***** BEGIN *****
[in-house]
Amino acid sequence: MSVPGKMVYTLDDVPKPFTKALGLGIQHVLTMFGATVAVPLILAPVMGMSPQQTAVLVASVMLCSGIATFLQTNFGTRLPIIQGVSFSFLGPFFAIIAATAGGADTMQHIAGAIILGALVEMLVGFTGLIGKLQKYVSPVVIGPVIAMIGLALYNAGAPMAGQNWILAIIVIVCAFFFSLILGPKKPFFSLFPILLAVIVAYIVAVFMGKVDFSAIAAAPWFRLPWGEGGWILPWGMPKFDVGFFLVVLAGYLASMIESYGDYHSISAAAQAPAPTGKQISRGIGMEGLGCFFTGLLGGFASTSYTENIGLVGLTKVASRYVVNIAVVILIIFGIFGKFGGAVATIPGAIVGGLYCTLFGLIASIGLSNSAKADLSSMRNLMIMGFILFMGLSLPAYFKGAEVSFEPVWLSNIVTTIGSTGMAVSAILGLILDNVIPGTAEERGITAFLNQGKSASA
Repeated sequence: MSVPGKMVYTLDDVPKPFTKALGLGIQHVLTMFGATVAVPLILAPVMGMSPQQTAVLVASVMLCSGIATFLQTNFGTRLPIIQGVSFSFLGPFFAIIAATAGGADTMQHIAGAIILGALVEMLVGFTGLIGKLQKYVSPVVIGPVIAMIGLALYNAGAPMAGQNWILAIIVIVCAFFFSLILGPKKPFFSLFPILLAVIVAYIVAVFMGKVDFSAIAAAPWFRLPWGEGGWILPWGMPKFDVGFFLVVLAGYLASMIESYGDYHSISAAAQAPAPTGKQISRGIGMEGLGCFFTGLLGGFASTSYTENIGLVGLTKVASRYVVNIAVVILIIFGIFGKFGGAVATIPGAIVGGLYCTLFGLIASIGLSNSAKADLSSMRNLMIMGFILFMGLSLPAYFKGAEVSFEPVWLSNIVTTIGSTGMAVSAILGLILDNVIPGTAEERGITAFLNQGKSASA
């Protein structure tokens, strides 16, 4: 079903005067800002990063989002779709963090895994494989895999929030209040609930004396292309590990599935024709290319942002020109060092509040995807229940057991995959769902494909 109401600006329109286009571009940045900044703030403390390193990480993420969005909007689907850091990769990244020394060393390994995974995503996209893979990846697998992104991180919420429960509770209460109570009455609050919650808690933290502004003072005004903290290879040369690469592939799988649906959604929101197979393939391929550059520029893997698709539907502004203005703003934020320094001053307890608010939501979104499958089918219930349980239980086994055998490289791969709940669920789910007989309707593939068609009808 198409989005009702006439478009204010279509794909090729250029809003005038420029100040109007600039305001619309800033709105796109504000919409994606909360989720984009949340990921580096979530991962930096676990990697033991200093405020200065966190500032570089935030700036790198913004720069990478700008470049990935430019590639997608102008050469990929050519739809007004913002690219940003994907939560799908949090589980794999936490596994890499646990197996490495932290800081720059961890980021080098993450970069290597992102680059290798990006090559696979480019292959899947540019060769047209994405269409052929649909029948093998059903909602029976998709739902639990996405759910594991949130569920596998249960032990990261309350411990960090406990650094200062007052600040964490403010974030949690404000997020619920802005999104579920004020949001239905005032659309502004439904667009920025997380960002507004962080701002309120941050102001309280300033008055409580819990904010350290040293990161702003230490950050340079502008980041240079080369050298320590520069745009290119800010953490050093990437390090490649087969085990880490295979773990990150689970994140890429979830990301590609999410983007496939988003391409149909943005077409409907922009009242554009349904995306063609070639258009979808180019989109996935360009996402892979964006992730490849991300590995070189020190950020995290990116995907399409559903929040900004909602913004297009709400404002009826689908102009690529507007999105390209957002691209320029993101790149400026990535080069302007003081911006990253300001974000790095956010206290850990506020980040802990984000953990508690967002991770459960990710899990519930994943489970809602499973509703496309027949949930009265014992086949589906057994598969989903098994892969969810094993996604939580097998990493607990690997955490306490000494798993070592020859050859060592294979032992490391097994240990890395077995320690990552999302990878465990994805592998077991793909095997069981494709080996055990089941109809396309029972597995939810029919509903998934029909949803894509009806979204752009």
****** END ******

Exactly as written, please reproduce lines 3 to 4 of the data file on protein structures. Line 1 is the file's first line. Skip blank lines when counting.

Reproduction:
Repeated sequence: MSVPGKMVYTLDDVPKPFTKALGLGIQHVLTMFGATVAVPLILAPVMGMSPQQTAVLVASVMLCSGIATFLQTNFGTRLPIIQGVSFSFLGPFFAIIAATAGGADTMQHIAGAIILGALVEMLVGFTGLIGKLQKYVSPVVIGPVIAMIGLALYNAGAPMAGQNWILAIIVIVCAFFFSLILGPKKPFFSLFPILLAVIVAYIVAVFMGKVDFSAIAAAPWFRLPWGEGGWILPWGMPKFDVGFFLVVLAGYLASMIESYGDYHSISAAAQAPAPTGKQISRGIGMEGLGCFFTGLLGGFASTSYTENIGLVGLTKVASRYVVNIAVVILIIFGIFGKFGGAVATIPGAIVGGLYCTLFGLIASIGLSNSAKADLSSMRNLMIMGFILFMGLSLPAYFKGAEVSFEPVWLSNIVTTIGSTGMAVSAILGLILDNVIPGTAEERGITAFLNQGKSASA
């Protein structure tokens, strides 16, 4: 079903005067800002990063989002779709963090895994494989895999929030209040609930004396292309590990599935024709290319942002020109060092509040995807229940057991995959769902494909 109401600006329109286009571009940045900044703030403390390193990480993420969005909007689907850091990769990244020394060393390994995974995503996209893979990846697998992104991180919420429960509770209460109570009455609050919650808690933290502004003072005004903290290879040369690469592939799988649906959604929101197979393939391929550059520029893997698709539907502004203005703003934020320094001053307890608010939501979104499958089918219930349980239980086994055998490289791969709940669920789910007989309707593939068609009808 198409989005009702006439478009204010279509794909090729250029809003005038420029100040109007600039305001619309800033709105796109504000919409994606909360989720984009949340990921580096979530991962930096676990990697033991200093405020200065966190500032570089935030700036790198913004720069990478700008470049990935430019590639997608102008050469990929050519739809007004913002690219940003994907939560799908949090589980794999936490596994890499646990197996490495932290800081720059961890980021080098993450970069290597992102680059290798990006090559696979480019292959899947540019060769047209994405269409052929649909029948093998059903909602029976998709739902639990996405759910594991949130569920596998249960032990990261309350411990960090406990650094200062007052600040964490403010974030949690404000997020619920802005999104579920004020949001239905005032659309502004439904667009920025997380960002507004962080701002309120941050102001309280300033008055409580819990904010350290040293990161702003230490950050340079502008980041240079080369050298320590520069745009290119800010953490050093990437390090490649087969085990880490295979773990990150689970994140890429979830990301590609999410983007496939988003391409149909943005077409409907922009009242554009349904995306063609070639258009979808180019989109996935360009996402892979964006992730490849991300590995070189020190950020995290990116995907399409559903929040900004909602913004297009709400404002009826689908102009690529507007999105390209957002691209320029993101790149400026990535080069302007003081911006990253300001974000790095956010206290850990506020980040802990984000953990508690967002991770459960990710899990519930994943489970809602499973509703496309027949949930009265014992086949589906057994598969989903098994892969969810094993996604939580097998990493607990690997955490306490000494798993070592020859050859060592294979032992490391097994240990890395077995320690990552999302990878465990994805592998077991793909095997069981494709080996055990089941109809396309029972597995939810029919509903998934029909949803894509009806979204752009």